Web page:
GPR55 is a rhodopsin-like (Class A) G protein-coupled receptor (GPCR), highly expressed in human striatum (1
), that has the potential to become an important therapeutic target (Genbank accession # NM-005683; see ). Characterizations of GPR55(−/−) knock-out mice (2
) reveal a role for GPR55 in inflammatory pain, neuropathic pain, and bone development, while other studies indicate that GPR55 activation is pro-carcinogenic(4
). The GPCR proteins most homologous to GPR55 are GPR35 (27%), P2Y (29%), GPR23 (30%), and CCR4 (23%) (1
), but GPR55 also exhibits low amino acid identity to cannabinoid CB1 (13.5%) and CB2 (14.4%) receptors. This homology to cannabinoid receptors and the potential utility of marijuana derivatives in therapy prompted a search for GPR55 ligands among known cannabinoid receptor compounds. Thus, some synthetic and natural cannabinoids were among the first chemicals recognized to bind GPR55 (7
Helix net representation of the human GPR55 sequence.
Subsequent studies of GPR55 pharmacology suggested that lysophosphatidylinositol (LPI; 1
) compounds are endogenous GPR55 agonists (8
), with 2-AGPI, a 2-arachidonoyl containing LPI species, possessing significantly higher potency and maximal efficacy of the LPI species observed to date (9
). 2-AGPI may represent the true natural ligand of GPR55. In this manuscript we reference efficacy relative to the commercially available LPI (1
). Using a β-arrestin green fluorescent protein biosensor to assess a cohort of CB1/CB2 ligands for GPR55 activity, Kapur et al
) confirmed LPI as a GPR55 agonist, while observing that the cannabinoid antagonists AM251 and SR141716A were also GPR55 agonists. These GPR55 ligands possess comparable efficacy in inducing β-arrestin trafficking, and moreover, activate the G-protein dependent signaling of PKCβII. Conversely, the potent synthetic cannabinoid agonist CP55940 acts as a GPR55 antagonist/partial agonist, inhibiting GPR55 internalization, the formation of β-arrestin GPR55 complexes, and the phosphorylation of ERK1/2 (10
More potent and selective GPR55 ligands have been unavailable predominantly because many of the known GPR55 ligands were identified from cannabinoid receptor/lipid biased compound libraries (11
). The discovery and molecular characterization of better GPR55 chemotypes is an important next step towards the design of higher quality GPR55 ligands that can serve either as research tools or as a basis for designing novel drugs. During a collaborative project between our individual laboratories and the Sanford-Burnham screening center of the Molecular Libraries Probe Production Centers Network (MLPCN), we identified a series of GPR55 agonists that belong to novel, unreported GPR55 agonist chemotypes. These were discovered by a high content, high throughput β-arrestin screen (see http://mli.nih.gov/mli/mlp-probes/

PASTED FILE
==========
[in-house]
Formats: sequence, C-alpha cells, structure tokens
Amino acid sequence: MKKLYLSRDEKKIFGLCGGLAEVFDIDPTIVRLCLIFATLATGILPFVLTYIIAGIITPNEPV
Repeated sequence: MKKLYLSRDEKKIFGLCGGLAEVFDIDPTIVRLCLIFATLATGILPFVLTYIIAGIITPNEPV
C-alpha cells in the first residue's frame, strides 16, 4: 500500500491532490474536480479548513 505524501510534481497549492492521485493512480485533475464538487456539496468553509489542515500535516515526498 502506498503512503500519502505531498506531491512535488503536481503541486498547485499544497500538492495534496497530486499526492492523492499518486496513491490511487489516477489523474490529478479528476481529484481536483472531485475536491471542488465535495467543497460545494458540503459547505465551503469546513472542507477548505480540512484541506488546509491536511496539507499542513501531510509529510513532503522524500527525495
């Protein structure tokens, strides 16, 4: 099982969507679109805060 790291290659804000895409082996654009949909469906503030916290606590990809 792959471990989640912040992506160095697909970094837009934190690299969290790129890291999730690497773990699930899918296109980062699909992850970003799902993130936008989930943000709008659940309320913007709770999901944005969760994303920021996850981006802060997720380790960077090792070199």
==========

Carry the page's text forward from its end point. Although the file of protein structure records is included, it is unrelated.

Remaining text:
). In this manuscript we focus on three GPR55 agonists identified in this screen: CID1792197 (2
), CID1172084 (ML185, 3
), and (CID2440433; ML184, 4
) (see for compound drawings).
The structures of GPR55 agonists (1–4) and control compound (5) are illustrated here.
Only a few Class A GPCRs have been crystallized to date. These include Rhodopsin (Rho) (13
), the β2
-adrenergic receptor (β2
-adrenergic receptor (β1
), adenosine A2A receptor (20
) and most recently the CXCR4 (21
) and dopamine D3 (22
) receptors. These crystal structures reveal a common topology that includes: (1) an extracellular N terminus; (2) seven transmembrane alpha helices (TMHs) arranged to form a closed bundle; (3) loops connecting TMHs that extend intra- and extracellularly; and (4) an intracellular C terminus that begins with a short helical segment (Helix 8) oriented parallel to the membrane surface. Although no crystal structure is available for GPR55, it is possible to build a homology model of GPR55 based on available crystal structures and refine this model based on sequence dictated differences between GPR55 and the template crystal structure. This refined model can then be used to explore the GPR55 ligand binding pocket and key amino acid interactions for GPR55 ligands. We report here the development of a refined homology model of the GPR55 activated state (GPR55 R*) and its subsequent use to explore the interaction between GPR55 and the novel CID agonists (2
) identified in our screen. Our modeling data indicate that the similarity between the CID compounds and LPI enables them all to be recognized by a single GPR55 binding pocket. The chemical diversity provided by these three lead compounds, CID (2
), combined with the identification of key receptor interaction sites should provide a basis for the design of more potent and efficacious second generation GPR55 ligands that retain GPR55 selectivity.